Ascot in Berkshire, England; after winning seven of seven starts
last year, Kentucky Derby disappointment Johannesburg is 0-3 as a

Roundball Diplomacy
Intrigue over two Chinese players has the NBA in an awkward

For the past six weeks Mavericks center Wang Zhizhi has been
living in an L.A. apartment. Each day he hits the track at 8
a.m., then heads to the gym to lift weights and work on shooting
and defense. For any other NBA player this would be a commendable
off-season regimen. For Wang, who has ignored two callbacks from
the Chinese national team, "this is a full-fledged defection,"
says a source close to the situation.

After the end of the NBA playoffs the Chinese Basketball
Association (CBA) sent Dallas two letters demanding that, as
stipulated in his contract, Wang return to play for the Chinese
national team. The Mavs pleaded ignorance, saying Wang was
nowhere to be found. In early June the Dallas Morning News
reported Wang was in L.A.; he told the paper he was preparing
for an NBA summer league. Last weekend Wang told SI that
everything has been blown out of proportion and that he has been
communicating twice a week, via fax and phone, with the CBA.
When asked if he'll go back, Wang was noncommittal, saying, "I
never thought about defecting. I just want to get better at
basketball. Playing against NBA players is the best way to do

The CBA's stance is unchanged. This creates a sticky situation
not only for Wang--"If he goes to China after all this, he'll
never be allowed to come back to the U.S.," speculates the
source--but also for Yao Ming, the 7'5" center who's expected to
be the top pick in Wednesday's draft. Getting Yao cleared for the
NBA has already been an arduous process, and as of Monday the CBA
still hadn't agreed to let him go. "The Chinese put their necks
out [to let Wang play in the NBA]," says the source. "They're not
going to want to do it again."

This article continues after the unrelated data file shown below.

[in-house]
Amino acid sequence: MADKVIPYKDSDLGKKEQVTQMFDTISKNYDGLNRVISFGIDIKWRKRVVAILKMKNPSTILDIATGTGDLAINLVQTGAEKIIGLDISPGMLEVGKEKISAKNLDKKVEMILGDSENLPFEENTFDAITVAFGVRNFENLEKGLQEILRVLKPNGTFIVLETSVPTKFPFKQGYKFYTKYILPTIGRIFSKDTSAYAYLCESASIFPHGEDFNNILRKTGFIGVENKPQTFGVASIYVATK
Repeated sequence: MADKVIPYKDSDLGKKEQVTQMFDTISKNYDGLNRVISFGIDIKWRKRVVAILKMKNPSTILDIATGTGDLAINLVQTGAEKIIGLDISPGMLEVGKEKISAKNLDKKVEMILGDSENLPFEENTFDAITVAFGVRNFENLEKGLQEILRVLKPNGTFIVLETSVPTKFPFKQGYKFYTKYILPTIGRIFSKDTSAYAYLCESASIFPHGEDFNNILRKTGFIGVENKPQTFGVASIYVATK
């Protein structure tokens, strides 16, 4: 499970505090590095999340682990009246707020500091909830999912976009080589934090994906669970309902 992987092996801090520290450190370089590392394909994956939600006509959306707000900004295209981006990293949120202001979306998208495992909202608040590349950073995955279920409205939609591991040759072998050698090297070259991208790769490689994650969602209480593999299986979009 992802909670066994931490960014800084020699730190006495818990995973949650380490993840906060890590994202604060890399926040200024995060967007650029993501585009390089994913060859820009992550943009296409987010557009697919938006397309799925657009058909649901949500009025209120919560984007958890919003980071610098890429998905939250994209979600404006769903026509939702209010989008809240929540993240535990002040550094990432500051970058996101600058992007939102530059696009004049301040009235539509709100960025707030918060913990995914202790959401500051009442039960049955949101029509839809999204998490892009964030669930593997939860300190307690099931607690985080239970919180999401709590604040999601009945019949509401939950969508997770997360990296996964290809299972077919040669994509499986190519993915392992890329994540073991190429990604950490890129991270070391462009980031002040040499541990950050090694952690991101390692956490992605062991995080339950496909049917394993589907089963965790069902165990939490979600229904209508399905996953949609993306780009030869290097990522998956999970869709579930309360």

Wang and the NBA insist his situation has no bearing on Yao's
status. Wang says he and Yao haven't spoken lately, but that he
did send a good-luck message to Yao when Yao came to Chicago in
May to work out for the Bulls. Regarding his own career--he'll be
a restricted free agent on July 1, and the Mavs have said they'll
tender an offer--Wang sounds similarly optimistic, saying, "I just
want to be a basketball player, that is all." --Chris Ballard


Late on April 11 Tony Tarasco went to an empty Shea Stadium and
sprinkled his father's ashes near the outfield fence. Jack
Tarasco had wanted his ashes scattered on the Pasadena field
where his son first played ball, and Tony had done that shortly
after his father died of pneumonia at 74 in April 2001. But
Tarasco, 31, who was then in Triple A ball, saved some ashes for
his return to the bigs. The Mets called him up in April, and last
week he had his best stretch in years, hitting two homers and
scoring a game-winning run. On Sunday he made a superb catch near
a spot where he'd left some ashes. "My father's spirit has been
with me since he passed," Tony says. Adds his stepmother, Juliet,
"Jack would be thrilled."


ORDERED By NHL Commissioner Gary Bettman, in response to the
March 18 death of fan Brittanie Cecil, new protective measures at
all arenas. Before next season teams must install netting above
the fiberglass walls that border the corners and end zones of
rinks and also ensure that the glass along the sides of the rinks
is at least five feet above the top of the boards. Cecil, 13, was
hit by a puck while attending a Blue Jackets game.

SIGNED By the Red Sox, John Henry Williams, 33, the son of Ted
Williams, to a minor league contract. John Henry, a 6'5",
220-pound self-dubbed "power-hitting first baseman" who has never
played pro ball and is Ted's business manager, will go to Class A
Sarasota. A Sox spokesman says the signing is "unusual," but that
Ted's stature made the team "willing to go beyond the norm."

CONVICTED Of misdemeanor assault, former Jazz center Olden
Polynice, 38, for spitting at and punching 21-year-old Tyler
Swensen on a Utah golf course in July 2001. The incident occurred
after a shot by one of Swensen's partners struck Polynice in the